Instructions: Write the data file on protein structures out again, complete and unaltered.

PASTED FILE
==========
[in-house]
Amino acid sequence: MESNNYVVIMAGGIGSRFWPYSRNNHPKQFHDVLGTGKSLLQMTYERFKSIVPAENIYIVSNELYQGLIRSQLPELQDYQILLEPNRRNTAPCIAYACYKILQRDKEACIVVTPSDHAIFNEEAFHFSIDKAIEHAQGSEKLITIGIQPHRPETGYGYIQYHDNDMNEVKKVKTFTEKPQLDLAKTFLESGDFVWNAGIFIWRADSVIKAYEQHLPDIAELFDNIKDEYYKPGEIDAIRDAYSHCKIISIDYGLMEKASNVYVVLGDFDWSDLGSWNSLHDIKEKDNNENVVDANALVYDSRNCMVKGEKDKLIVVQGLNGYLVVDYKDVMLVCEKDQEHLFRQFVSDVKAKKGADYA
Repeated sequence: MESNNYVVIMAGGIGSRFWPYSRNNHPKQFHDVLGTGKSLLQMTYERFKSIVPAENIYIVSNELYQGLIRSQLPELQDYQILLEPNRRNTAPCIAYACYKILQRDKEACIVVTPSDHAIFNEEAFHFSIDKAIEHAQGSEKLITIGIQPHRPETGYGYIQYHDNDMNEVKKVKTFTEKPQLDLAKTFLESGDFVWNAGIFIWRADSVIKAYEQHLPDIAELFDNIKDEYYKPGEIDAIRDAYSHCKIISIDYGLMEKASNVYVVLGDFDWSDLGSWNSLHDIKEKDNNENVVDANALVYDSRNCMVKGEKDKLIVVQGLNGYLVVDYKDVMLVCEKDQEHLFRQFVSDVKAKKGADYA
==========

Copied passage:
[in-house]
Amino acid sequence: MESNNYVVIMAGGIGSRFWPYSRNNHPKQFHDVLGTGKSLLQMTYERFKSIVPAENIYIVSNELYQGLIRSQLPELQDYQILLEPNRRNTAPCIAYACYKILQRDKEACIVVTPSDHAIFNEEAFHFSIDKAIEHAQGSEKLITIGIQPHRPETGYGYIQYHDNDMNEVKKVKTFTEKPQLDLAKTFLESGDFVWNAGIFIWRADSVIKAYEQHLPDIAELFDNIKDEYYKPGEIDAIRDAYSHCKIISIDYGLMEKASNVYVVLGDFDWSDLGSWNSLHDIKEKDNNENVVDANALVYDSRNCMVKGEKDKLIVVQGLNGYLVVDYKDVMLVCEKDQEHLFRQFVSDVKAKKGADYA
Repeated sequence: MESNNYVVIMAGGIGSRFWPYSRNNHPKQFHDVLGTGKSLLQMTYERFKSIVPAENIYIVSNELYQGLIRSQLPELQDYQILLEPNRRNTAPCIAYACYKILQRDKEACIVVTPSDHAIFNEEAFHFSIDKAIEHAQGSEKLITIGIQPHRPETGYGYIQYHDNDMNEVKKVKTFTEKPQLDLAKTFLESGDFVWNAGIFIWRADSVIKAYEQHLPDIAELFDNIKDEYYKPGEIDAIRDAYSHCKIISIDYGLMEKASNVYVVLGDFDWSDLGSWNSLHDIKEKDNNENVVDANALVYDSRNCMVKGEKDKLIVVQGLNGYLVVDYKDVMLVCEKDQEHLFRQFVSDVKAKKGADYA